[Air-l] online education effectiveness

Caroline Haythornthwaite haythorn at uiuc.edu
Tue Sep 12 05:53:10 PDT 2006

As with most applications of CMC, the question is not really whether programs 
are effective or cost effective, but how to do it best anyway. Sloan-C supported 
a lot of work in the US with the aim of proving that teaching and learning was 
possible via asynchronous learning (ALN for asynchronous learning networks), 
and then to see about cost effectiveness. In general, most would agree about 
the former, but also that it is not (yet?) a cost saving. Indeed, many wonder why 
educational institutions should be trying to make a cheaper model of education. 
The flip side is why should educational institutions be so expensive and thus 
exclude others.

Research -- lots of journals, from the Journal of Asynchronous Learning 
Networks to many Education journals, and work in CMC journals. Plus, Sloan-C 
reports, National School Board and department of education reports.

Main effectiveness reference is the No Significant Difference work (http://
www.nosignificantdifference.org/) showing no difference in learning outcomes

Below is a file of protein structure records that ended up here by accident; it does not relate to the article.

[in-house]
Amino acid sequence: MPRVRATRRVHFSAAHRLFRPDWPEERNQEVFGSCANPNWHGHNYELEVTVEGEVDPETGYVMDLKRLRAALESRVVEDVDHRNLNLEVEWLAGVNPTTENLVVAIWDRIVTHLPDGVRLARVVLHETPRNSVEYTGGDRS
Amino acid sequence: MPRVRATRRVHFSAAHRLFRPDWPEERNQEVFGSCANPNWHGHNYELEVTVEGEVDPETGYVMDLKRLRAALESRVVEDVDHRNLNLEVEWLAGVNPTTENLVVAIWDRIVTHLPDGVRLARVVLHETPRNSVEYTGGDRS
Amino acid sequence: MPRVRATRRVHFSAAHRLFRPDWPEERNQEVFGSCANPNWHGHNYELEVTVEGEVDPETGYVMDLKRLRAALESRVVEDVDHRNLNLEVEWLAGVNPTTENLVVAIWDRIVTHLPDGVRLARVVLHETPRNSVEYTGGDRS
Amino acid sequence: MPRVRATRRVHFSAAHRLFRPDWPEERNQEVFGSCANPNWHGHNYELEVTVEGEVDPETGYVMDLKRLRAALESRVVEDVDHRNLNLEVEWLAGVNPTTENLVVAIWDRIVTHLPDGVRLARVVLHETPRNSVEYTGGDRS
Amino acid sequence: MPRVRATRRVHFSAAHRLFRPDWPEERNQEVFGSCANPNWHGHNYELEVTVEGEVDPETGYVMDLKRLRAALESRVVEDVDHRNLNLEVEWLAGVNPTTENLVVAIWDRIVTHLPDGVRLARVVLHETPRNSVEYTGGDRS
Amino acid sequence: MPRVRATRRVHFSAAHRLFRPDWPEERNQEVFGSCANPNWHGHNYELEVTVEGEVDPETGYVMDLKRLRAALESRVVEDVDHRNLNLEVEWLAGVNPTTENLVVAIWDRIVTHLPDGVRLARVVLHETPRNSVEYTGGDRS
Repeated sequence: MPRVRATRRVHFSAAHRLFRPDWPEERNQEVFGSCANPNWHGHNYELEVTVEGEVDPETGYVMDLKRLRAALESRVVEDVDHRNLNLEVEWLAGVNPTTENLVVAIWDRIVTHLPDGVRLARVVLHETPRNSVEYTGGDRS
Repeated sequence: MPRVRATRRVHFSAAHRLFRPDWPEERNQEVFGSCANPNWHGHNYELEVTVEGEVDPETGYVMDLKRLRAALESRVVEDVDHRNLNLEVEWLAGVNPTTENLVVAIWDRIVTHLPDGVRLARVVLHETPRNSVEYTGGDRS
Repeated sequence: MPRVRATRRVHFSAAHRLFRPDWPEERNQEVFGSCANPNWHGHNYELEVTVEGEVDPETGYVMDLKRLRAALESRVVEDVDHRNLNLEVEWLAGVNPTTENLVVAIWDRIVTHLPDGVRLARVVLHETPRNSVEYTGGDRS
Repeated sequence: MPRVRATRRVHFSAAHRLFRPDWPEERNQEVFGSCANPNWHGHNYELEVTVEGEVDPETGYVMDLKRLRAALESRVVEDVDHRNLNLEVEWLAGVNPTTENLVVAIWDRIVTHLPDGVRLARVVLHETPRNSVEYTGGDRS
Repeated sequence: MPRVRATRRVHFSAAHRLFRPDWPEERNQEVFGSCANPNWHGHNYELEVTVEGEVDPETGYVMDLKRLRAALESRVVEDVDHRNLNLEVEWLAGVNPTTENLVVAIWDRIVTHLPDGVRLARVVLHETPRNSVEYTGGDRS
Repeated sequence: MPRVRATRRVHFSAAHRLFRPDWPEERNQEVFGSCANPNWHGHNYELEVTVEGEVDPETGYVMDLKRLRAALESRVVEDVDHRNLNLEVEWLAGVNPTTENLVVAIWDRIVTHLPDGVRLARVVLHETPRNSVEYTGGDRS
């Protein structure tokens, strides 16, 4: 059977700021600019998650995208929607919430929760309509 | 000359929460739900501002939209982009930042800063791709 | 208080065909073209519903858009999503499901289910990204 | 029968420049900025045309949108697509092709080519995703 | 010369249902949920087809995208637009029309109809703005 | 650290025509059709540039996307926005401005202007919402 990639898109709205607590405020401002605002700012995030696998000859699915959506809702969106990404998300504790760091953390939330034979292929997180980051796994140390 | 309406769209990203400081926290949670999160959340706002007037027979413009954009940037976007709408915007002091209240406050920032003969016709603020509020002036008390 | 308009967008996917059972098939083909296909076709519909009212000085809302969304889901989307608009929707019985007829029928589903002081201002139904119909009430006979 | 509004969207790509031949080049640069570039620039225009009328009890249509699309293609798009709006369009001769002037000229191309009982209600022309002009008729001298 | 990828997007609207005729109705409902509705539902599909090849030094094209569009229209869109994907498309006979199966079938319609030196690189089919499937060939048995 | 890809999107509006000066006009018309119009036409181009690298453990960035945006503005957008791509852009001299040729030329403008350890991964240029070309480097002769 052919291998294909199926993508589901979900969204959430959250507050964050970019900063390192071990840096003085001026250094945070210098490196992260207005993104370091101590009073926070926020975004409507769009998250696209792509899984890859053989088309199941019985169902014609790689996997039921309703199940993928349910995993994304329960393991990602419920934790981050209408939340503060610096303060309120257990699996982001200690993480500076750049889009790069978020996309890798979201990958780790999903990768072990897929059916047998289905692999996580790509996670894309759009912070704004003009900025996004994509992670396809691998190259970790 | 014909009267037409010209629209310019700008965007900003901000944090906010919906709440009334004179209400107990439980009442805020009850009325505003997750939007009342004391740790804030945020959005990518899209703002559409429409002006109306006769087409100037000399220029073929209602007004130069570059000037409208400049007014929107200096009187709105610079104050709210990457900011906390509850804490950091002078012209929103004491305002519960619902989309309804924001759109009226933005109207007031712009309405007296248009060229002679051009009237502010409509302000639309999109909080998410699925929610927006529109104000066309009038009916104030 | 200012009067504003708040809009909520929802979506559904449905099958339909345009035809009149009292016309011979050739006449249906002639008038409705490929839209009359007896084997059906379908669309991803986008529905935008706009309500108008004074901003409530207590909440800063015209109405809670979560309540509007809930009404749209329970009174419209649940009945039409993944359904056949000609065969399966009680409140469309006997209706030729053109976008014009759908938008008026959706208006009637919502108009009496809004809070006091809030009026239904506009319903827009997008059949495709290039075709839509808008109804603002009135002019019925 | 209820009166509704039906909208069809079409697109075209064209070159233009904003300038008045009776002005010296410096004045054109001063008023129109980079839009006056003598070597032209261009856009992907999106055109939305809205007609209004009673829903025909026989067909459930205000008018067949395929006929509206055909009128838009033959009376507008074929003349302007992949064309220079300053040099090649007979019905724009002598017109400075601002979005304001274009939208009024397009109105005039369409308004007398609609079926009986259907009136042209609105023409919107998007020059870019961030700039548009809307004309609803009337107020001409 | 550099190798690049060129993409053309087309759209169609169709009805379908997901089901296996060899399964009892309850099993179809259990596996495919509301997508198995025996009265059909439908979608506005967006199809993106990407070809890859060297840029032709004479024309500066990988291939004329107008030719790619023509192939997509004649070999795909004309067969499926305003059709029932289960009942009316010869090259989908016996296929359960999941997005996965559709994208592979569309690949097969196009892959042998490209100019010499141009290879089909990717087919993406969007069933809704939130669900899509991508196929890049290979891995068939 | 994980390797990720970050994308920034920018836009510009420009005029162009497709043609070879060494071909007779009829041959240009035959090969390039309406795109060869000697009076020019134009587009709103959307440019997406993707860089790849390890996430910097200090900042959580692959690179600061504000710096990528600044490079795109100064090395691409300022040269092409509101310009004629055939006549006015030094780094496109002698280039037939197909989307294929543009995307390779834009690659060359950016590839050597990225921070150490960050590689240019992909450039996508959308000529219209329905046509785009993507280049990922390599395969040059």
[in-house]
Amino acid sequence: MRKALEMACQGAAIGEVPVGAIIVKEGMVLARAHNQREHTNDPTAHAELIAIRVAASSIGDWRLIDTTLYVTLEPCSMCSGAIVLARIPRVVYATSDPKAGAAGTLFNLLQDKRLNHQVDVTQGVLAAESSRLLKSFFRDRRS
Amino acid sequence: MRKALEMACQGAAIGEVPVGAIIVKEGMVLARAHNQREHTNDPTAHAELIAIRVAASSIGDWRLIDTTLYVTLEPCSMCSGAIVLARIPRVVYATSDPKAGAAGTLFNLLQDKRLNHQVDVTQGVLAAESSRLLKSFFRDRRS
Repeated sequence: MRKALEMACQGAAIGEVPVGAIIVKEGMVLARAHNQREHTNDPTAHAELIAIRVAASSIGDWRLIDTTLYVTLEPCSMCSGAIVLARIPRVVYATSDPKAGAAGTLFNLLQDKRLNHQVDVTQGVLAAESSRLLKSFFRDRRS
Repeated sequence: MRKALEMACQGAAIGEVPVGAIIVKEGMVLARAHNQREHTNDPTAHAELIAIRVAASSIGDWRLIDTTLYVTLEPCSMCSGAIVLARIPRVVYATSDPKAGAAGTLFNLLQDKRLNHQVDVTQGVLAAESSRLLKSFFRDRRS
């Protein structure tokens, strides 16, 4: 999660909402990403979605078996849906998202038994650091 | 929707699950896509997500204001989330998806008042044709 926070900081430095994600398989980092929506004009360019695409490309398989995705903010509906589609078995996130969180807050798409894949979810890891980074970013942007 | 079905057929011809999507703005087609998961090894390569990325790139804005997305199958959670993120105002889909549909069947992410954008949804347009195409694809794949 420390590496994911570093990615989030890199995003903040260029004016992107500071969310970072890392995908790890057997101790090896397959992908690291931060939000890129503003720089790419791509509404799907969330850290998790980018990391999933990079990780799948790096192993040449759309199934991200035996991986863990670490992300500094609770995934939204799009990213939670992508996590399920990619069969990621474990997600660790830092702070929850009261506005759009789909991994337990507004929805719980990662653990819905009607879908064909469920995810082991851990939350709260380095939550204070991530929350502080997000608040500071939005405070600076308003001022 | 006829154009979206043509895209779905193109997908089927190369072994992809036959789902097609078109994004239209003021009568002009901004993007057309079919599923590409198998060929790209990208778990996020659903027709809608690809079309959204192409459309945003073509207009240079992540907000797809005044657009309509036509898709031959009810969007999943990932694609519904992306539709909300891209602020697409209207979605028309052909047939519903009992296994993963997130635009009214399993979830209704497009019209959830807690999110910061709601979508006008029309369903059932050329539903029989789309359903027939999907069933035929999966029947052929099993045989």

online vs off. Hence it is 'as good as' ftf/offline.

More subtle effectiveness work points out the greater reach of online, 
advantages for those with different learning styles (e.g., the reflexivity possible 
in online venues, and ability to review materials), opportunities to be embedded 
in local work and community, and the variety of mediated options that increase 
variety of educational means.

There are several notable large scale failures of programs at the university level 
(e.g., UK eU), but many success stories at the program/degree level.

UIUC is currently proposing a 'Global Campus' -- we're waiting to see if the 
board approves the money. 


---- Original message ----
>Date: Mon, 11 Sep 2006 18:23:45 +0100 (BST)
>From: Heidi Campbell <hcampbe1 at yahoo.co.uk>  
>Subject: Re: [Air-l] online education effectiveness  
>To: air-l at listserv.aoir.org
>Hi All.  
>  Does anyone know any good research reports or review articles that deal with 
the effectiveness of online education tools or initiatives? For instance, friend told 
me the The University of Illinois just invested $20 million in just trying to assess 
feasibility of its online education program.  
>  So what evidence is out there right now as to whether online education tools/
programs are effective or cost effective?
>  Cheers-
>  Heidi
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Caroline Haythornthwaite
Associate Professor
Graduate School of Library and Information Science, University of Illinois at Urbana-Champaign
501 East Daniel St., Champaign IL 61820

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